When I was in high school, I took enough Advanced Placement classes to have my first semester of college completed before I even moved in to the dorms. I took AP Calculus, Microeconomics, Macroeconomics, Literature, Language, US History, World History and French. I worked my butt off to score 5′s on those tests. I spent hours in the offices of my professors. I convinced one amazing college math major named Greyling to tutor me out of the kindness of his heart. And when my senior year of high school was done, I felt proud of all that I had accomplished. When I went to college, I was academically prepared.
Obviously, I am a fan of the AP system. I think it rewards a lot of hard work done by high school students who are trying to get a leg up in college. It gives these students time and opportunity to take a semester abroad or explore other academic interests. And Dartmouth College is about to lose all of that, because they’re refusing to grant credit to students who passed their AP tests.
Ivy League schools have placed restrictions on the usage of AP credits for years. They only accept so many credits. Sometimes they only apply the credits to your electives and refuse to let them count for required courses in your field of study. Other schools only accept 4′s or 5′s, even though a 3 is still considered a passing grade. I can understand and appreciate these restrictions, especially given how rigorous these prestigious universities are.
However, refusing to grant any credit for these classes at all just doesn’t make sense to me. It seems to minimize a student’s hard work and accomplishment. And as some Dartmouth alumni have pointed out, it might just be an excuse to squeeze extra money from students who are already paying upwards of $50,000 a year.
According to Dartmouth, Advanced Placement courses have become too common-place. They believe that the classes are no longer the equivalent of an introductory college class, and that students who skip ahead due to AP classes aren’t prepared for their workload. All of these concerns pose serious problems and they deserve to be addressed, but simply ignoring AP credits all together is not the answer. Especially since the Dartmouth admissions team will doubtlessly still use AP classes and scores to decide who gets accepted. Basically, students will still have to take the classes and score well, they just won’t get any credit for the efforts anymore.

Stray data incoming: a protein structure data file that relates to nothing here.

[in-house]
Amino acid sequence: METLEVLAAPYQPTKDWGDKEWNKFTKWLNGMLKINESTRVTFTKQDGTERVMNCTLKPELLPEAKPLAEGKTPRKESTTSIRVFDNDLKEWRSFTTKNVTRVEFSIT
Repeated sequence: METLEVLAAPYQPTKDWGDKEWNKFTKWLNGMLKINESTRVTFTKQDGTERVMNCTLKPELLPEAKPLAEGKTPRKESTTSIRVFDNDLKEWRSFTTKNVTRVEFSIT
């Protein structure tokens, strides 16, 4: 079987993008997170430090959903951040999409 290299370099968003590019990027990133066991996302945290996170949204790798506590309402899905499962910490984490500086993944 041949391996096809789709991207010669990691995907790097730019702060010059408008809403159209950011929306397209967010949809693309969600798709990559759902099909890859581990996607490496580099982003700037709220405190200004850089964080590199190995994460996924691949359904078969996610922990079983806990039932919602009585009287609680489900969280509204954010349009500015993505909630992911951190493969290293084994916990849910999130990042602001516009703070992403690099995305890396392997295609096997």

However, one Dartmouth alum sees things differently. Jen Dziura, a writer for our sister-site The Gloss, graduated from Dartmouth in 2000. She entered the school with 5 perfect 5′s on AP tests, though even then, not all of the scores transferred over as credits. Dziura explained to me just what she thinks about AP credits and whether they should qualify at her Alma Mater.
I think Dartmouth’s decision was totally appropriate. No matter how demanding my high school APs were, they were basically just an appropriate prerequisite for walking in the door at Dartmouth. In fact, maybe Dartmouth should go a step further and require those who don’t have enough AP credits to take a remedial summer program.
However, there are benefits to the AP program that will undoubtedly be lost to students. A high school friend of mine who recently graduated with his doctorate in chemistry from Stanford credits his AP classes with helping him find his field. In an email, he told me:
Personally, having a bunch of AP credit helped me find my ideal career. Without the AP credit I came in with, I wouldn’t have been able to pull off a double major, unless I overloaded on classes. That would have been really difficult to do while running cross country and track. And if I had to lose one of my majors, I probably would have dropped chemistry. Thankfully, my college accepted all my AP credit and I had more freedom to explore classes without worrying about random elective graduation requirements.
I think there is a case to be made for more rigorous AP courses. I think we need to be concerned about high schools “teaching the test” and failing to really prepare their students for college. And Jen reminded me of another important lesson in growing up, our ability to move past our previous achievements and start again as a beginner in our field, working our way back up to the top.
While I accept all of that, I don’t think throwing away AP credit is the solution. I don’t think it would hard Dartmouth or their educational integrity to accept AP classes as elective credit or allow it to fulfill basic educational requirements so that students have more time to explore various areas of interest. In the end, Dartmouth is just limiting their students, and maybe helping their bottom line a bit.